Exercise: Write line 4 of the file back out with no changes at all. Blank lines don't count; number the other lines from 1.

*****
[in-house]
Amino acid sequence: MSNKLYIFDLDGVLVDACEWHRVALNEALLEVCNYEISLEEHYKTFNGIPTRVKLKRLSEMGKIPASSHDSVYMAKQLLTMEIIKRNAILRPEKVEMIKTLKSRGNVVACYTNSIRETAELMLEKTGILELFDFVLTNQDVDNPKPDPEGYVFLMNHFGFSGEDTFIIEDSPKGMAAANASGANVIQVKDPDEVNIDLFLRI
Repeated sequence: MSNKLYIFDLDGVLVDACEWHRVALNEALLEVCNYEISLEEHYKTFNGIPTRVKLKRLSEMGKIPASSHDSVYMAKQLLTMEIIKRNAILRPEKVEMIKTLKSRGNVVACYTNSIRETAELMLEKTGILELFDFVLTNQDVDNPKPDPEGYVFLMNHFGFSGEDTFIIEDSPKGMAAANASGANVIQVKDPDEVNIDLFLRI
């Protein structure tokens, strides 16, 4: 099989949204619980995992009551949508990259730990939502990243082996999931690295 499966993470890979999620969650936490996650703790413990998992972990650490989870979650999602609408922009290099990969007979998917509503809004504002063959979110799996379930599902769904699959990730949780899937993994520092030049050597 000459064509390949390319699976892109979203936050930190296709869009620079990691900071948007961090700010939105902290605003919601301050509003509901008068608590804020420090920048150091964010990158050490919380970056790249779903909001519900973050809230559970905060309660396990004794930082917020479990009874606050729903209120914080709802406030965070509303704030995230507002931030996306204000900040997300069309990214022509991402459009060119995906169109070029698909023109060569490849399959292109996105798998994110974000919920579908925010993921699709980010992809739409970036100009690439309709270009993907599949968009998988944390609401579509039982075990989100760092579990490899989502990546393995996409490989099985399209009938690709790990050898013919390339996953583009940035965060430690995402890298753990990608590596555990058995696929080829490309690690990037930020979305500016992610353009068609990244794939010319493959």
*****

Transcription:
């Protein structure tokens, strides 16, 4: 099989949204619980995992009551949508990259730990939502990243082996999931690295 499966993470890979999620969650936490996650703790413990998992972990650490989870979650999602609408922009290099990969007979998917509503809004504002063959979110799996379930599902769904699959990730949780899937993994520092030049050597 000459064509390949390319699976892109979203936050930190296709869009620079990691900071948007961090700010939105902290605003919601301050509003509901008068608590804020420090920048150091964010990158050490919380970056790249779903909001519900973050809230559970905060309660396990004794930082917020479990009874606050729903209120914080709802406030965070509303704030995230507002931030996306204000900040997300069309990214022509991402459009060119995906169109070029698909023109060569490849399959292109996105798998994110974000919920579908925010993921699709980010992809739409970036100009690439309709270009993907599949968009998988944390609401579509039982075990989100760092579990490899989502990546393995996409490989099985399209009938690709790990050898013919390339996953583009940035965060430690995402890298753990990608590596555990058995696929080829490309690690990037930020979305500016992610353009068609990244794939010319493959």